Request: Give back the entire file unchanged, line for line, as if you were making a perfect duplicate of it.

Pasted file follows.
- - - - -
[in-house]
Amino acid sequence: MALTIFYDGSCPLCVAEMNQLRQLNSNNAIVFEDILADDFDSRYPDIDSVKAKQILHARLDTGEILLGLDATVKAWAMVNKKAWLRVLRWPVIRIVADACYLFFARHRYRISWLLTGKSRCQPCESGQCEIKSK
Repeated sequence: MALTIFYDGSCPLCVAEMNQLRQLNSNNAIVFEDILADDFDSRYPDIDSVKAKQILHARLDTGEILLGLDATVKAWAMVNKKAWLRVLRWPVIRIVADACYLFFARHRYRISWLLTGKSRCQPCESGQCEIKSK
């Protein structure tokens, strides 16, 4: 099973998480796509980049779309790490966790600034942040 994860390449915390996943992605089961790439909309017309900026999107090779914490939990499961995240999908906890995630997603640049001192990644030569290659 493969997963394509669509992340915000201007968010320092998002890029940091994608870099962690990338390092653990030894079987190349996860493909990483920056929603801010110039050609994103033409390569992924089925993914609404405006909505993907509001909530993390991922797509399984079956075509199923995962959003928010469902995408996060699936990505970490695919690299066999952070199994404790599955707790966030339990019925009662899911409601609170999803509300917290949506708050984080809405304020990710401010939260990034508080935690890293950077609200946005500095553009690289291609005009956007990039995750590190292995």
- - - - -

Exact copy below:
[in-house]
Amino acid sequence: MALTIFYDGSCPLCVAEMNQLRQLNSNNAIVFEDILADDFDSRYPDIDSVKAKQILHARLDTGEILLGLDATVKAWAMVNKKAWLRVLRWPVIRIVADACYLFFARHRYRISWLLTGKSRCQPCESGQCEIKSK
Repeated sequence: MALTIFYDGSCPLCVAEMNQLRQLNSNNAIVFEDILADDFDSRYPDIDSVKAKQILHARLDTGEILLGLDATVKAWAMVNKKAWLRVLRWPVIRIVADACYLFFARHRYRISWLLTGKSRCQPCESGQCEIKSK
């Protein structure tokens, strides 16, 4: 099973998480796509980049779309790490966790600034942040 994860390449915390996943992605089961790439909309017309900026999107090779914490939990499961995240999908906890995630997603640049001192990644030569290659 493969997963394509669509992340915000201007968010320092998002890029940091994608870099962690990338390092653990030894079987190349996860493909990483920056929603801010110039050609994103033409390569992924089925993914609404405006909505993907509001909530993390991922797509399984079956075509199923995962959003928010469902995408996060699936990505970490695919690299066999952070199994404790599955707790966030339990019925009662899911409601609170999803509300917290949506708050984080809405304020990710401010939260990034508080935690890293950077609200946005500095553009690289291609005009956007990039995750590190292995």